According to a recent survey, the human resource (HR) industry hasn’t escaped the economic downturn that’s put constraints on nearly every sector of the workforce. The 2002 Human Resource Management Compensation Survey, considered the leading source of pay information for the HR profession, includes data provided by 1,084 U.S. employers that collectively have 10.3 million employees. The organizations represent a cross-section of industries including health care, banking/financial services, nondurable manufacturing, retail/wholesale, insurance, durable manufacturing, professional services, and telecommunications.
The survey covers nearly 46,000 HR professionals in 109 different HR jobs. Among 12 of the most common jobs in HR, pay nudged up slightly for 11 of the 12 for an average increase of 1.7 percent. The largest change was for senior compensation analyst and general recruiter, both of which saw a 4.2 percent pay increase over 2001 pay levels. These slight pay increases mirror the overall pay trends for the U.S. for 2002. This information basically tells us what we already knew; HR is feeling the effects of the current economic reality just like other professions. It’s expected pay increases will revert to previous percentages once the economy recovers.
What’s also interesting is the survey shows a continuation of distinct pay differences among HR’s functional areas, particularly in middle and senior management. Among senior executives, international and labor/industrial relations responsibilities translate into the highest pay (median total cash compensation of $167,200 and $164,000, respectively). By comparison, pay is significantly lower for HR executives responsible for employee relations ($140,500), training ($140,000), compensation ($140,000), and benefits ($130,400).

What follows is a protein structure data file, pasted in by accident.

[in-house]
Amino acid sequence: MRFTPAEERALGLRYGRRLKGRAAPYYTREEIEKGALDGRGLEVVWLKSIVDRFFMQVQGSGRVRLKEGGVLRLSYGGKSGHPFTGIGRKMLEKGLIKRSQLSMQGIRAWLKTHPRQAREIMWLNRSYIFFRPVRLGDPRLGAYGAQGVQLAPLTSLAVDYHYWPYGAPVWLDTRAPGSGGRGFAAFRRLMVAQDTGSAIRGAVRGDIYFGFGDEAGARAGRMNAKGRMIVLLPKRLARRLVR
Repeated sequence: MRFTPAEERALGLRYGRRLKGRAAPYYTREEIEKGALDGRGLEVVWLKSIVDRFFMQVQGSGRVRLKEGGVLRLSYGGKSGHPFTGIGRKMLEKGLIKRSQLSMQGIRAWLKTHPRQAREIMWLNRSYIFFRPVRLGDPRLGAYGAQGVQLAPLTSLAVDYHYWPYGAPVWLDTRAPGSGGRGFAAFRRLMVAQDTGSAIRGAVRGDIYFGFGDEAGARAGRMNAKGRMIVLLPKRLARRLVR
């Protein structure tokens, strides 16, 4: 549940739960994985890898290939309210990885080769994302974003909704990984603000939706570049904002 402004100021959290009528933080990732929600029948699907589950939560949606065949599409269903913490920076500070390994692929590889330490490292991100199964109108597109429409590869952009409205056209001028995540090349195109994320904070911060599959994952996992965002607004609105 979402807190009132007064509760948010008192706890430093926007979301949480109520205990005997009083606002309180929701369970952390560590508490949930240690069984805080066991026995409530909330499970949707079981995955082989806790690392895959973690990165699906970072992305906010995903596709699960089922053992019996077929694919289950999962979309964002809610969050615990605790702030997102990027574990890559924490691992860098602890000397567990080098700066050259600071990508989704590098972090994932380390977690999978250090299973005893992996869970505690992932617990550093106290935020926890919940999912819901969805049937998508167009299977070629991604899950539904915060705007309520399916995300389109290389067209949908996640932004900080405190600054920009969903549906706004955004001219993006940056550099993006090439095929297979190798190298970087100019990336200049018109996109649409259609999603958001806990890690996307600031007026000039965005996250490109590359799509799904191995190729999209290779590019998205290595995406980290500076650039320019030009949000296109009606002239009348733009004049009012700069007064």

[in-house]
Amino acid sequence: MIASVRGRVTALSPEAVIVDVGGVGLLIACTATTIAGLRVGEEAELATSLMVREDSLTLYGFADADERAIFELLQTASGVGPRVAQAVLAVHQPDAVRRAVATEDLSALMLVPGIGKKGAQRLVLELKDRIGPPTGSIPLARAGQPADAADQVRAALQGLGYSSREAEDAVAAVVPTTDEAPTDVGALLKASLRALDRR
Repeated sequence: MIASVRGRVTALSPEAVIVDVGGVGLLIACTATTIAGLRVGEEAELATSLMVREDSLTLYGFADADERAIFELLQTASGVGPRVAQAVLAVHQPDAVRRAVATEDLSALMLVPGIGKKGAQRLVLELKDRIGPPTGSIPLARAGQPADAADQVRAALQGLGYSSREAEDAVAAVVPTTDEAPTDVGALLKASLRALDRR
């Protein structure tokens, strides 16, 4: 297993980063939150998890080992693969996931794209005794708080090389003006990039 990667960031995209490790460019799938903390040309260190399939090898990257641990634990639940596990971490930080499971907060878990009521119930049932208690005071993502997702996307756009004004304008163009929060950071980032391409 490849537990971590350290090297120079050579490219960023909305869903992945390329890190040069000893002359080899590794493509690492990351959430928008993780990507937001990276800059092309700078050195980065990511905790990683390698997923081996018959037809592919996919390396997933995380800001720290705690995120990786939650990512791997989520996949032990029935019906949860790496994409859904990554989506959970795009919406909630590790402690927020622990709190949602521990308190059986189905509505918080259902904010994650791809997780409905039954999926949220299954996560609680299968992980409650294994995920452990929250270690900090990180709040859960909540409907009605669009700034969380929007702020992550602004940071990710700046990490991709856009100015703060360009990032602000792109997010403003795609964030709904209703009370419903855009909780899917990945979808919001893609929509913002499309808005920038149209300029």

Among managers in HR, pay for executive compensation managers (median total cash compensation of $125,000) outpaces pay for other managers by a wide margin. Labor relations and human resource information systems (HRIS) managers also have relatively high pay levels ($108,100 and $106,300, respectively). Meanwhile, managers responsible for employee relations, training, payroll, and relocation services all have median annual pay of less than $80,000.
This ranking of HR executives’ pay tends to shift over time, depending on factors such as the emerging priorities in HR and the availability of qualified candidates to fill these positions. At this time, the development of automated HR processes and the intense scrutiny of executive pay indicates the need for HRIS professionals and executive compensation managers are considered critical to organizations.
In addition, demographic factors, such as industry and geographic location, also affect the pay levels of HR professionals. Employers in the government, nonprofit, and education sectors typically are on the lower end of the pay scale for HR jobs, while the highest pay levels are found at banking/financial services, utilities, energy/mining, and manufacturing firms. For example, median total cash compensation for an HR director is highest in energy/mining and banking/financial services ($159,200 and $156,700, respectively), and lowest in education ($83,400).
Regionally, the highest pay for HR professionals is found on the West Coast and in the Northeast, reflecting geographic differentials in the workforce at large. An HRIS specialist, for example, would receive median total cash compensation of $61,800 and $56,900, respectively, in these regions, but far less in the North Central ($50,700), Southeast ($51,900), and South Central ($46,900) regions.
For more information about the survey, go to www.imercer.com or www.shrm.org. IBI